Montessori Elementary Philosophy Reflects Current Motivation Theories

By Murray, Angela | Montessori Life, Spring 2011 | Go to article overview

Montessori Elementary Philosophy Reflects Current Motivation Theories


Murray, Angela, Montessori Life


Student motivation, or lack thereof, is a popular topic in discussions about the challenges of modern education. Teachers wonder how best to motivate students; parents wonder why their children are not motivated to do well in school; and the popular media laments a general trend toward student disengagement. Motivation is a crucial concept in education because it has been shown to influence interest, excitement, and confidence, which in turn enhance performance, persistence, creativity, and general well-being (Ryan & Deci, 2000).

Because of the crucial role that motivation can play in educational success, research on motivation is prolific. Pintrich contends that "motivational research can appear to be fragmented and diffuse" (2003, p. 667). In fact, several authors have constructed theoretical frameworks by examining empirical results across diverse studies of motivation. Although studies specific to Montessori environments have not investigated motivation directly, much research has addressed the concept of student motivation in other settings.

The conceptual frameworks of authors Ryan and Deci (2000), Seifert (2004), and Pintrich (2003) share similar elements and can be used as a basis for linking Montessori elementary practice and motivation theory. These authors highlight the types of educational experiences that enhance student motivation, many of which are core elements of the Montessori approach to elementary education.

While Maria Montessori may not have addressed motivation directly, she focused on fostering children's enthusiasm for learning (1989). She said, "Our aim therefore is not merely to make the child understand . . . but to so touch his imagination as to enthuse him to his inmost core. We do not want complacent pupils, but eager ones." (Montessori, 1989, p. 11). She believed that "the child should love everything he learns, for his mental and emotional growths are linked" (Montessori, 1989, p. 17). Surely, a discussion of motivation as it relates to Montessori education is due.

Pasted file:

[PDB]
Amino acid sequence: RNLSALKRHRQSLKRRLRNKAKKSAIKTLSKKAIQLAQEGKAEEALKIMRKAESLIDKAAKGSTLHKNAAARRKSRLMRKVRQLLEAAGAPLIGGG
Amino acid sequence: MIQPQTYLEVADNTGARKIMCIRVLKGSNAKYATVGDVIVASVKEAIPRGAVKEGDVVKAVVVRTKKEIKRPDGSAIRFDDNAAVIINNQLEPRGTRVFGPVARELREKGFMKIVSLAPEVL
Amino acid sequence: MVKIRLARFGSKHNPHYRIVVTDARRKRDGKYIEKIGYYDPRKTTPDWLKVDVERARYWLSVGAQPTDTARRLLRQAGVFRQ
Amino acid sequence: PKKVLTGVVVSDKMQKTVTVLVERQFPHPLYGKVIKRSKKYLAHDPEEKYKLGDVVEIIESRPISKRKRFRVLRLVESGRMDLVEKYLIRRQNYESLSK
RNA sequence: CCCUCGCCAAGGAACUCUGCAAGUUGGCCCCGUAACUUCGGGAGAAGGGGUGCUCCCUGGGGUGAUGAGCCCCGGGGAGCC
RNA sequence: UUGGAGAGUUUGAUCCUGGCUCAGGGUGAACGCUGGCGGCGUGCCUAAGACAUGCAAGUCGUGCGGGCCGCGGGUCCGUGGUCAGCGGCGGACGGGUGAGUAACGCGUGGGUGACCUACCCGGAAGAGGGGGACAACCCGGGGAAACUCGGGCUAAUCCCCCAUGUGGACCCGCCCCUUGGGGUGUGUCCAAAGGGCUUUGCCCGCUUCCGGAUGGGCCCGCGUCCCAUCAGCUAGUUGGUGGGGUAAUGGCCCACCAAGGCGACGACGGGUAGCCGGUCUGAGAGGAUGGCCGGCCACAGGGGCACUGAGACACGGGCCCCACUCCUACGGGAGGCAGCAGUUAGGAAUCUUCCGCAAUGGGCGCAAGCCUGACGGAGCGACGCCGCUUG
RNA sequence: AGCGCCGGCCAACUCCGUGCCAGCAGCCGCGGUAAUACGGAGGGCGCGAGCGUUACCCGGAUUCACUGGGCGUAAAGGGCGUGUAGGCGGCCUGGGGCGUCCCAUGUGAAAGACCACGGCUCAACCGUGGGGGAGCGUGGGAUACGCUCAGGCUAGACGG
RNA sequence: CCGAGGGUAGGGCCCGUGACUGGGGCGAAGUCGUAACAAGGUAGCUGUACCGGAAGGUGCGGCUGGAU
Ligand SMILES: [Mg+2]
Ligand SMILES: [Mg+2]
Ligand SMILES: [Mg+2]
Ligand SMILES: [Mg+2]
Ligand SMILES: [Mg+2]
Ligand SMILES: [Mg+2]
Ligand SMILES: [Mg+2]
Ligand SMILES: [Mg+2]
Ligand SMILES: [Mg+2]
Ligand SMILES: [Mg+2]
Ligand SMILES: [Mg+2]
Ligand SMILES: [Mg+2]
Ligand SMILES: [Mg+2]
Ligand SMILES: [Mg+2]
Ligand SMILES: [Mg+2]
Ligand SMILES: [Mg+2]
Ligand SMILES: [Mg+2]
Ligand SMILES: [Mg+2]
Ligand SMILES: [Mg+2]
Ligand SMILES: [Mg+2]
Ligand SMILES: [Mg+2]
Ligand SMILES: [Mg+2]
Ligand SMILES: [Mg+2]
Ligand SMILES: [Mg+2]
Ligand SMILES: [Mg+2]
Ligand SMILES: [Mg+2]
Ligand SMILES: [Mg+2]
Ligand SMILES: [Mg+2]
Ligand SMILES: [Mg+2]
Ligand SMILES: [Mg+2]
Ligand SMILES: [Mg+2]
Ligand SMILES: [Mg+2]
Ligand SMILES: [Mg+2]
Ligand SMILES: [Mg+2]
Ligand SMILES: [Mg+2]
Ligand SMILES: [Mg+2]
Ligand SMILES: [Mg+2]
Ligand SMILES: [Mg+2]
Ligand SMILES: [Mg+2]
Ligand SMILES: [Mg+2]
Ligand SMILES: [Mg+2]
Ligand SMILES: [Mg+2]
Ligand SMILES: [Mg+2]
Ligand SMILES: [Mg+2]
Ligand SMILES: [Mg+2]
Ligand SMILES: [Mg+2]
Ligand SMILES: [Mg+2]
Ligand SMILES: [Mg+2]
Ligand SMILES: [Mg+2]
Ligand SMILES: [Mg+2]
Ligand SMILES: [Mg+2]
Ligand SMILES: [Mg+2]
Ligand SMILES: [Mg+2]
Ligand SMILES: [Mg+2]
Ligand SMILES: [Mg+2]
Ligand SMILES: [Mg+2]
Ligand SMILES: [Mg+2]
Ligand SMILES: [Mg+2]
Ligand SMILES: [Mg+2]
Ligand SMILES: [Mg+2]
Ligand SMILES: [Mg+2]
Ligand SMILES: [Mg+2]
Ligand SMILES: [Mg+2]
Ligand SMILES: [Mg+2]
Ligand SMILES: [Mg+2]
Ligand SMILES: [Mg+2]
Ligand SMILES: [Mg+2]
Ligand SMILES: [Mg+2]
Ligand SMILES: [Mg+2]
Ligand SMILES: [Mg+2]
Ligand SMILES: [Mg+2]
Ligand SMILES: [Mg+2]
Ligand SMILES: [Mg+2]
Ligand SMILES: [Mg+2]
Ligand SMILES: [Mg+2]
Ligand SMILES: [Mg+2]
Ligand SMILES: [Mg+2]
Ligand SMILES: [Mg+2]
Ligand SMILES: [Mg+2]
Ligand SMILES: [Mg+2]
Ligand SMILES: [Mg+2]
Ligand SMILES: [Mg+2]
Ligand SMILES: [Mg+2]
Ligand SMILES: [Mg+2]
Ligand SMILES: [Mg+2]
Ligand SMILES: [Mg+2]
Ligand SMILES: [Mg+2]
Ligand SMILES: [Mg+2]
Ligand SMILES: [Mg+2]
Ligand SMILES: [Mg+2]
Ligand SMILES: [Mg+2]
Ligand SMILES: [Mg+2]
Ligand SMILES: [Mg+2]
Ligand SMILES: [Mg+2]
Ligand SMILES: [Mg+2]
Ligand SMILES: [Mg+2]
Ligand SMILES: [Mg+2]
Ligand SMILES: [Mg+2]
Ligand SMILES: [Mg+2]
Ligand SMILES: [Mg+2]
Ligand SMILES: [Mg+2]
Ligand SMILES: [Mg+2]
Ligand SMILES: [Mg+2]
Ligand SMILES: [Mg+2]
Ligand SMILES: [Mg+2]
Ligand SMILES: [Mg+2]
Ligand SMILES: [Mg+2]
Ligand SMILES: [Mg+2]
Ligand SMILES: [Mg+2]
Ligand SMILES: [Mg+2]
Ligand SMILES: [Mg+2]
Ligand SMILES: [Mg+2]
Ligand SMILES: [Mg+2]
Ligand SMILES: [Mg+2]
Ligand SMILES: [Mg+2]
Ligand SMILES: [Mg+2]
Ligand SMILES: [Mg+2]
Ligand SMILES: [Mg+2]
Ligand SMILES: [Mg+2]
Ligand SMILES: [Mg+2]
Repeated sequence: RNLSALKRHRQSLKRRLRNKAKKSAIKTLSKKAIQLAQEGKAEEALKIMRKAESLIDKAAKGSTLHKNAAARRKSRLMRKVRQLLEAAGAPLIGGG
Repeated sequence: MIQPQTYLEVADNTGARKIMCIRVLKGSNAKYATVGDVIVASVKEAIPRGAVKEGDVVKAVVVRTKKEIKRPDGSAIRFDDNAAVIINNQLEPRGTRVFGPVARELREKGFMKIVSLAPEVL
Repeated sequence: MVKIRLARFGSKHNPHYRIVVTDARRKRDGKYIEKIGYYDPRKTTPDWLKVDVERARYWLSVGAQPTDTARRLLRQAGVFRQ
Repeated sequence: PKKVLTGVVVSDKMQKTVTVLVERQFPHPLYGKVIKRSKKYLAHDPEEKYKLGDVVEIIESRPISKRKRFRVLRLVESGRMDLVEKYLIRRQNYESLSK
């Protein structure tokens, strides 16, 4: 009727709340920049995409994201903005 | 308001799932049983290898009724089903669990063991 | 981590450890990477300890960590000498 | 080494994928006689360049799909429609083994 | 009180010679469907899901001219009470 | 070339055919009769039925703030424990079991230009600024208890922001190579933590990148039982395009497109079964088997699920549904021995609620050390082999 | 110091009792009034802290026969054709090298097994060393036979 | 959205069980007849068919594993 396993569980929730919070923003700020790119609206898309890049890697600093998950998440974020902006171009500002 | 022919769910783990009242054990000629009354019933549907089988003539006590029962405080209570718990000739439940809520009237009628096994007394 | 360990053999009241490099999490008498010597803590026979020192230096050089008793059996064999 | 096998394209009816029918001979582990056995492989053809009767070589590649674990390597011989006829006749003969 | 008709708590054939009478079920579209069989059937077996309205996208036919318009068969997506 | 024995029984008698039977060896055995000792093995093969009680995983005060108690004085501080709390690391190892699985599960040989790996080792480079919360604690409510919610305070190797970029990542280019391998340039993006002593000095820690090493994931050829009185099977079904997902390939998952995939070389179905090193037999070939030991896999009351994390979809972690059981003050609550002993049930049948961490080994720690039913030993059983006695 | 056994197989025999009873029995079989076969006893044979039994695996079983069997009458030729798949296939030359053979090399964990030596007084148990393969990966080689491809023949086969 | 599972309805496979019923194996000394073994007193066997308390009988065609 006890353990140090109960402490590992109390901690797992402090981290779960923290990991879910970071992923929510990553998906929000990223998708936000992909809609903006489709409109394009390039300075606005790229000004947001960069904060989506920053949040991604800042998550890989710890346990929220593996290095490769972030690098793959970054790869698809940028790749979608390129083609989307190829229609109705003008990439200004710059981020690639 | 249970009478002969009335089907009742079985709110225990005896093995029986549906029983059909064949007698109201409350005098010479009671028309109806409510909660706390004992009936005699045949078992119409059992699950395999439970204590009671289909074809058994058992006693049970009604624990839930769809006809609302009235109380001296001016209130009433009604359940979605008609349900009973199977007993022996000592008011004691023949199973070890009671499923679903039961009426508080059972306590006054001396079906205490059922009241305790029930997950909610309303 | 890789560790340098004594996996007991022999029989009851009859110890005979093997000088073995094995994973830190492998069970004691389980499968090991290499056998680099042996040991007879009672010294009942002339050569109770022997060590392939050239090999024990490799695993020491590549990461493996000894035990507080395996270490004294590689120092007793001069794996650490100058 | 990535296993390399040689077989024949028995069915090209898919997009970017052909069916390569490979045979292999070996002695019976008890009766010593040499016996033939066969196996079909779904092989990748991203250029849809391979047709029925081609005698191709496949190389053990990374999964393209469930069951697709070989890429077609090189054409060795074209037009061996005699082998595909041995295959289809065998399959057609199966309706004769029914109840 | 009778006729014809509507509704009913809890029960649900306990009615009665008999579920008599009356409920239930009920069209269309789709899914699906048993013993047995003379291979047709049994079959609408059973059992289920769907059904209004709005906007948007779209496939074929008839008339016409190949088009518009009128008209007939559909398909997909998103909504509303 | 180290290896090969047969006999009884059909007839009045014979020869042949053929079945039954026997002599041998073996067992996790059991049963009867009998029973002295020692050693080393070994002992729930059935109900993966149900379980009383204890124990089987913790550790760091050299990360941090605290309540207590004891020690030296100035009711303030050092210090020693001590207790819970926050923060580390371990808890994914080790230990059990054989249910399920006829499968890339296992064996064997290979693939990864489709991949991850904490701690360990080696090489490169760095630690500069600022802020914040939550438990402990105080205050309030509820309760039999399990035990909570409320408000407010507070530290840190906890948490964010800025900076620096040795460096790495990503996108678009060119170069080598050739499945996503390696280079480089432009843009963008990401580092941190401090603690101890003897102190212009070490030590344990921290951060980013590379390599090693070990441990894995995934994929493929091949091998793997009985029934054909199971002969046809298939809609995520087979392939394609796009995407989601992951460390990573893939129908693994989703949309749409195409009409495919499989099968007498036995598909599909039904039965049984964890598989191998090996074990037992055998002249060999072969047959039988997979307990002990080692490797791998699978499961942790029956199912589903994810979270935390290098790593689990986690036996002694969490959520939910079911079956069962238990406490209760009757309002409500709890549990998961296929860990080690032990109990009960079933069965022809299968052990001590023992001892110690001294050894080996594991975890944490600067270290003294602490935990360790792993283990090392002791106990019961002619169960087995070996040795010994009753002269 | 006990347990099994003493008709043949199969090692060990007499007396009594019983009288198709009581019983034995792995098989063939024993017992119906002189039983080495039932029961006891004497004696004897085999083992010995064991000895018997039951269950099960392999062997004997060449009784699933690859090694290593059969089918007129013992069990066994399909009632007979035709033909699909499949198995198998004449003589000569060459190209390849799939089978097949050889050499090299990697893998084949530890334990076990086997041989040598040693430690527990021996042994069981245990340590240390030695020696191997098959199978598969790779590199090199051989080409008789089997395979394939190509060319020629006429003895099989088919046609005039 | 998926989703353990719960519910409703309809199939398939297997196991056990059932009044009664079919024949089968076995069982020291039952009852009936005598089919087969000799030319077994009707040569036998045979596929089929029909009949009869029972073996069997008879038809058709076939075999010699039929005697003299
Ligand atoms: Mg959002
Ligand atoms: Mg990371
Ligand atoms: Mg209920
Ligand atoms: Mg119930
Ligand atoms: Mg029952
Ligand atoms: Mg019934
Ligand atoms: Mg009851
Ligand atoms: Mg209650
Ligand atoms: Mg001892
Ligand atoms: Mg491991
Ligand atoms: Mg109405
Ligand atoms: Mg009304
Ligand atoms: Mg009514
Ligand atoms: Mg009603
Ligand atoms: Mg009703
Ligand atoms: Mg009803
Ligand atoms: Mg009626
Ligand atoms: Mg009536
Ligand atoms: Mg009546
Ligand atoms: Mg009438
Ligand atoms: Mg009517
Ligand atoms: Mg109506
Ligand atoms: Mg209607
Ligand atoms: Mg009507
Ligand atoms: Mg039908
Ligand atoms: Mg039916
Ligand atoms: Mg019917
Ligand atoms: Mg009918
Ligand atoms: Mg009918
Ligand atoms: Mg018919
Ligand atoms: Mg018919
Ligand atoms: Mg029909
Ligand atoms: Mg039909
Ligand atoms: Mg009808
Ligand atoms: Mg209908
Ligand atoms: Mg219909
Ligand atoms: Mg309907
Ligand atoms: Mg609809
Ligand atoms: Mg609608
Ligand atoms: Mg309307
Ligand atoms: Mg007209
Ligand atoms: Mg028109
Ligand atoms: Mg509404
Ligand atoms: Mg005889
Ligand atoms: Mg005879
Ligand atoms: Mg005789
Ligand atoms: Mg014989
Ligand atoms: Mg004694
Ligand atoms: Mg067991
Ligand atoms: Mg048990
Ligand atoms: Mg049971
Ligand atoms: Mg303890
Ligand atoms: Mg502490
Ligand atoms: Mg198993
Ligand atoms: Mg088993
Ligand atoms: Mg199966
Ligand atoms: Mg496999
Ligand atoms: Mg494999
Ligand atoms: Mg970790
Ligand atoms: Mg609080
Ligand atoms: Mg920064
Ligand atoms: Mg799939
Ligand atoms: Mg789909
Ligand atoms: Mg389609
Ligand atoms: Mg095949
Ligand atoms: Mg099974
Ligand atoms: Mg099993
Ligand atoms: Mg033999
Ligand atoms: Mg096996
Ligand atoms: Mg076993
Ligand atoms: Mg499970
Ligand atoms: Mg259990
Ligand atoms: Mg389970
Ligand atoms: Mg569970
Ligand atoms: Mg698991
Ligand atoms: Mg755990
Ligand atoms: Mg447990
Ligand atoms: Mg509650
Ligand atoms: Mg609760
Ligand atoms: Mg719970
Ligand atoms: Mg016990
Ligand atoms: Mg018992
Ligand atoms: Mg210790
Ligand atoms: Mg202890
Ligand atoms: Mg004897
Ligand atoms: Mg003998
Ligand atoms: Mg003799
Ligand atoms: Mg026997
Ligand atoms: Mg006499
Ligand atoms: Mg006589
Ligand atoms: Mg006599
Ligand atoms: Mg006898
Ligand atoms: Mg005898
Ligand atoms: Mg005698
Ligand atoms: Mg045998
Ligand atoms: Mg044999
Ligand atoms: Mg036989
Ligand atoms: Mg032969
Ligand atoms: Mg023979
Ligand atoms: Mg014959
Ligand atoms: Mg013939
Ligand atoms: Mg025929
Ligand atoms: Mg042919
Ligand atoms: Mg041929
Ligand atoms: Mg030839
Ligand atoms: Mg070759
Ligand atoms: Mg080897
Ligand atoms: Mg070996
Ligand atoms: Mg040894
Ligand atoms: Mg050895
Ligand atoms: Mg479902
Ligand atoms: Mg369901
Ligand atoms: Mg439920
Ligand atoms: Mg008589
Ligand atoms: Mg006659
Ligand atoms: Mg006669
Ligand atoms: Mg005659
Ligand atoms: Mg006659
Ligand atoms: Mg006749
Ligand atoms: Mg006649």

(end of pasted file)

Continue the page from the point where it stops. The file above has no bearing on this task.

Contemporary Views of Motivation

A review of authors providing a unifying structure across studies of motivation yields consistent characteristics that tend to enhance motivation: interest, competence, autonomy, and relatedness (Pintrich, 2003; Ryan & Deci, 2000, Deci & Ryan, 2008; Seifert, 2004). As a means of laying the groundwork for a subsequent discussion integrating Montessori elementary practice with motivation theory, the paragraphs that follow briefly summarize these authors' perspectives and demonstrate their common threads. Figure 1 (see next page) provides an outline of key elements across the three organizing structures.

Ryan and Deci

A lively debate raged in the psychological literature of the 1990s regarding the potential negative impact of external reinforcers like rewards and punishments on intrinsic motivation (Cameron & Pierce, 1996; Ryan & Deci, 1996). The debate was based on the assumption that internal and external motivation were antithetical to one another. Recent articles, however, outline an integrated view (Lepper et al, 2005). Ryan and Deci's (2000) SeIfDetermination Theory proposes a continuum of motivation orientation. In this model, intrinsic motivation remains a completely internalized function, while extrinsic motivation can range from being fully internalized to completely external (Ryan & Deci, 2000). Deci and Ryan say that when people are intrinsically motivated they "perform activities because of the positive feelings resulting from the activities themselves" (Deci & Ryan, 2008, p. 15).

The key distinguishing feature of intrinsic motivation is interest (Deci & Ryan, 2008). Deci and Ryan (2008) acknowledge the critical role of interest in intrinsic motivation by pointing out that "people will be intrinsically motivated by activities that hold interest for them, activities that have the appeal of novelty, challenge, or aesthetic value" (Ryan & Deci, 2000, p. …

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